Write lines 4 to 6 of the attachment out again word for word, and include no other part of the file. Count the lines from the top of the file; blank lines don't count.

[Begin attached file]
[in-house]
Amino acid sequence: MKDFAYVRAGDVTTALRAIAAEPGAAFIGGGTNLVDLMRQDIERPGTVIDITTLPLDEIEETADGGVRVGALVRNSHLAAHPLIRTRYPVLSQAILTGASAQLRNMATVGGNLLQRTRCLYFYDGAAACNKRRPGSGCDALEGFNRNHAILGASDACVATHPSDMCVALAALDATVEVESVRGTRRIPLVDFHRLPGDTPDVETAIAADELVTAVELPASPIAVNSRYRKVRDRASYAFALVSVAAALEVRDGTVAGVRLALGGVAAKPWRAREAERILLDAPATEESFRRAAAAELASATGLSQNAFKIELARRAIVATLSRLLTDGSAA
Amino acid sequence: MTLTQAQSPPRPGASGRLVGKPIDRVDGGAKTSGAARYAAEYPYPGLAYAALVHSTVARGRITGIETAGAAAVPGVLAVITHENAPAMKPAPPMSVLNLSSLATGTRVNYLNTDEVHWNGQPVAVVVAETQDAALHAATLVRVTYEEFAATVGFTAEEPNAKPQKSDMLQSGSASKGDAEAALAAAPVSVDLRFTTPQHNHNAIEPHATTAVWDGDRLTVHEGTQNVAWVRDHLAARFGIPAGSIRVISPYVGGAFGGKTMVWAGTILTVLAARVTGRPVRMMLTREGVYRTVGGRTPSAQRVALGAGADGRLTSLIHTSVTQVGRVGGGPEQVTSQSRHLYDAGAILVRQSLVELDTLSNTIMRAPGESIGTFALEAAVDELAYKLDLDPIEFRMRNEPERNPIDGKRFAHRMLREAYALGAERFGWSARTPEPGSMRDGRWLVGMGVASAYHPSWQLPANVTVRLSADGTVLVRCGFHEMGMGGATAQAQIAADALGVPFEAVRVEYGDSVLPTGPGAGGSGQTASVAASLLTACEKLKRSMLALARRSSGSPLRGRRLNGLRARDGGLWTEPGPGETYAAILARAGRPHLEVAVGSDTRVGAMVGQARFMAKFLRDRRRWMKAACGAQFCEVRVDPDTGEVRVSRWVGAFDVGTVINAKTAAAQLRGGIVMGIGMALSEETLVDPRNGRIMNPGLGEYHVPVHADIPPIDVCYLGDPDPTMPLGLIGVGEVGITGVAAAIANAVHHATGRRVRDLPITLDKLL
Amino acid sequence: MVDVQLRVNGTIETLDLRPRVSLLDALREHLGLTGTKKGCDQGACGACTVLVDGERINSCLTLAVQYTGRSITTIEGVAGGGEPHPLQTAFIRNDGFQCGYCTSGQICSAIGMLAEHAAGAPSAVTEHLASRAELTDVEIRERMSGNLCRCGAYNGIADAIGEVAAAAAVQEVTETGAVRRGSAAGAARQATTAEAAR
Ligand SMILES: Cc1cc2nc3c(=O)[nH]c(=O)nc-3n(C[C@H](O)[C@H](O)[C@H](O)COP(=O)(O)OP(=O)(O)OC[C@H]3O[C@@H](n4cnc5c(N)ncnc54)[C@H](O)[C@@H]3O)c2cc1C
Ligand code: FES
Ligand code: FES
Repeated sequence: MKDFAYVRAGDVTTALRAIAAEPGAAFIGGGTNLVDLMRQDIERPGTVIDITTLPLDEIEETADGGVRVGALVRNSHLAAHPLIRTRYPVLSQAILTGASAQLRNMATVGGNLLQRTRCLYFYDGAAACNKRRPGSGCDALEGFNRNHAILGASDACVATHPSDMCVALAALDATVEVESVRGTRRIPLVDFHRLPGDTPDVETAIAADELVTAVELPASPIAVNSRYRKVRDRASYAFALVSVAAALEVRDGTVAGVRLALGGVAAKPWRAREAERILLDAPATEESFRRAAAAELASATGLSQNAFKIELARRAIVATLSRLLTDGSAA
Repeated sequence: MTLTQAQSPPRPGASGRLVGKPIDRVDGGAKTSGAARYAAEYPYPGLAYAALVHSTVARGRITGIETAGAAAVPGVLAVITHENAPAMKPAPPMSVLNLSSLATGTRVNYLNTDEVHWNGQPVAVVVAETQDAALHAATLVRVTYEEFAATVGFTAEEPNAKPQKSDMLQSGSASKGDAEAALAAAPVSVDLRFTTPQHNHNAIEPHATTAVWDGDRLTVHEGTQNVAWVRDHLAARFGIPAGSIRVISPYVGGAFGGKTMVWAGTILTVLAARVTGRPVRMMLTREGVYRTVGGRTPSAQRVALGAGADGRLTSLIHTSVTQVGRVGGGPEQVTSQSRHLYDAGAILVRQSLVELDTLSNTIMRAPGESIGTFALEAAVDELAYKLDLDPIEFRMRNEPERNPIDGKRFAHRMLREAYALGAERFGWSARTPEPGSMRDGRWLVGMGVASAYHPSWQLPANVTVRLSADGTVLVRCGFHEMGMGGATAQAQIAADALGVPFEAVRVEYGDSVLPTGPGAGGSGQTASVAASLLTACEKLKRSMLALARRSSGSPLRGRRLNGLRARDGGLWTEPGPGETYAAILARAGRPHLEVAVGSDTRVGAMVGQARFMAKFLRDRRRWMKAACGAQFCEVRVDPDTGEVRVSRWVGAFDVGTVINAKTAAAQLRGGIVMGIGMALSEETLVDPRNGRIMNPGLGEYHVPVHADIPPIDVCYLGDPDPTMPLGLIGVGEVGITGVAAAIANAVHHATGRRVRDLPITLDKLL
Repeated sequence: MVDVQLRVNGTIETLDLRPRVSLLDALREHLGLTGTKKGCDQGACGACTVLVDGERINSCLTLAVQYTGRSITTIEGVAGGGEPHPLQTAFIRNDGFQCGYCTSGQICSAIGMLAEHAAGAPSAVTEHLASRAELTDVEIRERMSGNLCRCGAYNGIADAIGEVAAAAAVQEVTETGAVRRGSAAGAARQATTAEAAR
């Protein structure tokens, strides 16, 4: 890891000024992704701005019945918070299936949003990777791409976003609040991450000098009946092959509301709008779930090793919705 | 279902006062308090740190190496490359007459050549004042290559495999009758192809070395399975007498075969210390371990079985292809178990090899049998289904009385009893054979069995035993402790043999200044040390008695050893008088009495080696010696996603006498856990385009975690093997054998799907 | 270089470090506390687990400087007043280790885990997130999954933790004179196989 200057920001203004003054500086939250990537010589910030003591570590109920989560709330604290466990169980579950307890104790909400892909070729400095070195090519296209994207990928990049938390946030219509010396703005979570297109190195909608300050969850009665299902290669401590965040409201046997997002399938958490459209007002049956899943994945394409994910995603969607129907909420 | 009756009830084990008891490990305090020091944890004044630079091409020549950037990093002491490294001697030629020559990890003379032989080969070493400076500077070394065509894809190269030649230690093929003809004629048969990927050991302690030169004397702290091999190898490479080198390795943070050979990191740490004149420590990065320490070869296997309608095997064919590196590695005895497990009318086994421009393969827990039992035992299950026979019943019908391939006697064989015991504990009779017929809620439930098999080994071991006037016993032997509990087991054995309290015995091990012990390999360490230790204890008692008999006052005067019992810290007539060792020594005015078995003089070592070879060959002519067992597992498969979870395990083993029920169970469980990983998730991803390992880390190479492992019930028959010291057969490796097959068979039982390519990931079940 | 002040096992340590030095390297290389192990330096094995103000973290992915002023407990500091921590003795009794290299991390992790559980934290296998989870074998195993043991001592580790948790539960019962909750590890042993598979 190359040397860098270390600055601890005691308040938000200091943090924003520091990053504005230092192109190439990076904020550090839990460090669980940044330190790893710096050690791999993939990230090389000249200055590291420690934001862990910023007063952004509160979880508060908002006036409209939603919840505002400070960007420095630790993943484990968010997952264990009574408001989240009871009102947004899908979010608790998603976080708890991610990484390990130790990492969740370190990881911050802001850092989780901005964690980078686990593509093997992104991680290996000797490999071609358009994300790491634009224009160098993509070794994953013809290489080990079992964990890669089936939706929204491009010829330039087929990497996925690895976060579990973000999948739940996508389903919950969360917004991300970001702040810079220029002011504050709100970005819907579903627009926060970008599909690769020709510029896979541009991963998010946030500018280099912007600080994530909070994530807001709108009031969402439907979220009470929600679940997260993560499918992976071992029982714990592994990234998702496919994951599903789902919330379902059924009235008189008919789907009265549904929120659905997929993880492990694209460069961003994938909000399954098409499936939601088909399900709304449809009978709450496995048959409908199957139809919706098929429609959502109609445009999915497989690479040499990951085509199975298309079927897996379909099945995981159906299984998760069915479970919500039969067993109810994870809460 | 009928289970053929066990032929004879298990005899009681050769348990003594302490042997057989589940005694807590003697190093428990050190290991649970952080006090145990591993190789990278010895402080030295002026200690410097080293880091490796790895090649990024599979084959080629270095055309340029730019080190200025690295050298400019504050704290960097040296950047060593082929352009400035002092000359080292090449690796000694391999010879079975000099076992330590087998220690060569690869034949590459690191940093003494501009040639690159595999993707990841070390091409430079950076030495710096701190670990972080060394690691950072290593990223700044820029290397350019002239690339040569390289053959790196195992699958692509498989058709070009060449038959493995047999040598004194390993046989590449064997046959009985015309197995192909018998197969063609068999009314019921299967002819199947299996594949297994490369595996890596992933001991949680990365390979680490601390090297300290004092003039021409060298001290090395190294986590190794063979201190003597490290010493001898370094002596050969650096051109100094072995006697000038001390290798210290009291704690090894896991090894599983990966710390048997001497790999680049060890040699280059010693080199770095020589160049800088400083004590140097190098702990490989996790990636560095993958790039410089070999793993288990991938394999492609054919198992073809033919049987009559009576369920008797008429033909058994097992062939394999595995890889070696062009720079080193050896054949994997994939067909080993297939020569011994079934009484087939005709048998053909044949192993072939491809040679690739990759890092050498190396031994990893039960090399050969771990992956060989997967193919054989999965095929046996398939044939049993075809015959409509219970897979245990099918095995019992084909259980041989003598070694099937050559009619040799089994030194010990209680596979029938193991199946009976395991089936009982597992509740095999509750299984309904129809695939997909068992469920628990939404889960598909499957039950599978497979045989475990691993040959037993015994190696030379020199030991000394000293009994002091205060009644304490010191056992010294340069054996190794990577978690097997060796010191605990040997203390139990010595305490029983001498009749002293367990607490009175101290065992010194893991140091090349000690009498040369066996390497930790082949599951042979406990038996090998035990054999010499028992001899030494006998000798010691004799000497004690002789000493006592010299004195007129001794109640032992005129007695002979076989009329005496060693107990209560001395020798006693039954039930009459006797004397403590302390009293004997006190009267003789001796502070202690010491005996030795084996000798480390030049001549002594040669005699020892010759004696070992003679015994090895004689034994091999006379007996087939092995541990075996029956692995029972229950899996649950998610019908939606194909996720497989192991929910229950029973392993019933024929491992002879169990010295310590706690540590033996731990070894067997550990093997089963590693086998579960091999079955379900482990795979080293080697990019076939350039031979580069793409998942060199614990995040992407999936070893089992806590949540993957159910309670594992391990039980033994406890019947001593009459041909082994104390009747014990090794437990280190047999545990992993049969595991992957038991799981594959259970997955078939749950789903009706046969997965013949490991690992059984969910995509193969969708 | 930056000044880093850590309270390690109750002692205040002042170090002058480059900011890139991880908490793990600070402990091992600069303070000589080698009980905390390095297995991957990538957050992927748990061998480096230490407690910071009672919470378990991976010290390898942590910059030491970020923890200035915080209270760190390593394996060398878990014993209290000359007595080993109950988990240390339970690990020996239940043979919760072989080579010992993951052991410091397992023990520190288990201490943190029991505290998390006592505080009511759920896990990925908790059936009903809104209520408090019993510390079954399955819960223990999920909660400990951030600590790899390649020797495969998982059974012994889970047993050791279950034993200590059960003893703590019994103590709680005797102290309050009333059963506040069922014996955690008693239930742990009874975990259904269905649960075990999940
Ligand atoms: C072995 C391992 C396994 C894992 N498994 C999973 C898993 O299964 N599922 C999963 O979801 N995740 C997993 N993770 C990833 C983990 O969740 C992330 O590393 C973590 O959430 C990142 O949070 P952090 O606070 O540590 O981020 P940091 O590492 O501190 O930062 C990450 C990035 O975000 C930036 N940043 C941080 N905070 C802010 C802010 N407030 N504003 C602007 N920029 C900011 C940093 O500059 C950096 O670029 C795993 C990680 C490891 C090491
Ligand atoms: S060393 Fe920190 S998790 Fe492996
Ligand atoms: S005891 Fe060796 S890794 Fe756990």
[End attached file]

Amino acid sequence: MVDVQLRVNGTIETLDLRPRVSLLDALREHLGLTGTKKGCDQGACGACTVLVDGERINSCLTLAVQYTGRSITTIEGVAGGGEPHPLQTAFIRNDGFQCGYCTSGQICSAIGMLAEHAAGAPSAVTEHLASRAELTDVEIRERMSGNLCRCGAYNGIADAIGEVAAAAAVQEVTETGAVRRGSAAGAARQATTAEAAR
Ligand SMILES: Cc1cc2nc3c(=O)[nH]c(=O)nc-3n(C[C@H](O)[C@H](O)[C@H](O)COP(=O)(O)OP(=O)(O)OC[C@H]3O[C@@H](n4cnc5c(N)ncnc54)[C@H](O)[C@@H]3O)c2cc1C
Ligand code: FES